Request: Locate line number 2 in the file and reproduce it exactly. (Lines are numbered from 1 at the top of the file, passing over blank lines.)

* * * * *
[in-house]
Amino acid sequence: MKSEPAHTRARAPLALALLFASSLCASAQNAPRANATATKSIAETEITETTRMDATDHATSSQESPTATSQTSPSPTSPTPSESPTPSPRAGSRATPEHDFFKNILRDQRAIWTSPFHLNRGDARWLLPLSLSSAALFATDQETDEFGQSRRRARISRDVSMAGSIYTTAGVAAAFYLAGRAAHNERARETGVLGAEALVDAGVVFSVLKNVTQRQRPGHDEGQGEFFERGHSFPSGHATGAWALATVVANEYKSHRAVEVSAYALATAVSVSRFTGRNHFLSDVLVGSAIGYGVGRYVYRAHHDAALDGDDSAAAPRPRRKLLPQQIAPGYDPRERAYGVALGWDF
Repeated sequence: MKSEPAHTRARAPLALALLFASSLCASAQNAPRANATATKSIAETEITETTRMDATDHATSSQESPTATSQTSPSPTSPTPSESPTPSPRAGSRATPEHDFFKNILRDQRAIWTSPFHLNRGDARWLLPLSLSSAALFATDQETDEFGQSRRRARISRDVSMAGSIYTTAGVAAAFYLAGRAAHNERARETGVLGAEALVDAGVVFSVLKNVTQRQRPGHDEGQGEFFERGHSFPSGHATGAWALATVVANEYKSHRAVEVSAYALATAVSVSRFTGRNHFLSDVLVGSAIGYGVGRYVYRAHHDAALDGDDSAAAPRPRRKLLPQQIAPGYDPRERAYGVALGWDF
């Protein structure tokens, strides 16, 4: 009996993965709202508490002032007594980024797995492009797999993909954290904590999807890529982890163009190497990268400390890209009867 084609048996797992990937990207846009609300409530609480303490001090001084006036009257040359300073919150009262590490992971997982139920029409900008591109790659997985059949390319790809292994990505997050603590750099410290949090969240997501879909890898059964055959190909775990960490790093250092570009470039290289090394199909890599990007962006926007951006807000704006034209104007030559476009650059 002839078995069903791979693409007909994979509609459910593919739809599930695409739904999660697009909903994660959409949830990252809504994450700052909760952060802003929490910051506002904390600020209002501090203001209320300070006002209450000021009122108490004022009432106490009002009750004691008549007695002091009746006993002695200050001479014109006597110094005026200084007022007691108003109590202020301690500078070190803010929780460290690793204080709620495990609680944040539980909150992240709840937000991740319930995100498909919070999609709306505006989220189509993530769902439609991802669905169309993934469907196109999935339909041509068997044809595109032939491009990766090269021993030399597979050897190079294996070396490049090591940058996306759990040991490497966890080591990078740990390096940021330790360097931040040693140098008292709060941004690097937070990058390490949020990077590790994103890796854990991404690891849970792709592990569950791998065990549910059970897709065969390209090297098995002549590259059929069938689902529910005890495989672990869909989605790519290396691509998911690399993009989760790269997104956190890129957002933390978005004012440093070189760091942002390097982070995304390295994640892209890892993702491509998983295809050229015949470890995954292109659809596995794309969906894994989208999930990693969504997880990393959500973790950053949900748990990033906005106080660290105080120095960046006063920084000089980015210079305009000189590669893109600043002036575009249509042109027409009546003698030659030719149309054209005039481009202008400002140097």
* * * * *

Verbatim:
Amino acid sequence: MKSEPAHTRARAPLALALLFASSLCASAQNAPRANATATKSIAETEITETTRMDATDHATSSQESPTATSQTSPSPTSPTPSESPTPSPRAGSRATPEHDFFKNILRDQRAIWTSPFHLNRGDARWLLPLSLSSAALFATDQETDEFGQSRRRARISRDVSMAGSIYTTAGVAAAFYLAGRAAHNERARETGVLGAEALVDAGVVFSVLKNVTQRQRPGHDEGQGEFFERGHSFPSGHATGAWALATVVANEYKSHRAVEVSAYALATAVSVSRFTGRNHFLSDVLVGSAIGYGVGRYVYRAHHDAALDGDDSAAAPRPRRKLLPQQIAPGYDPRERAYGVALGWDF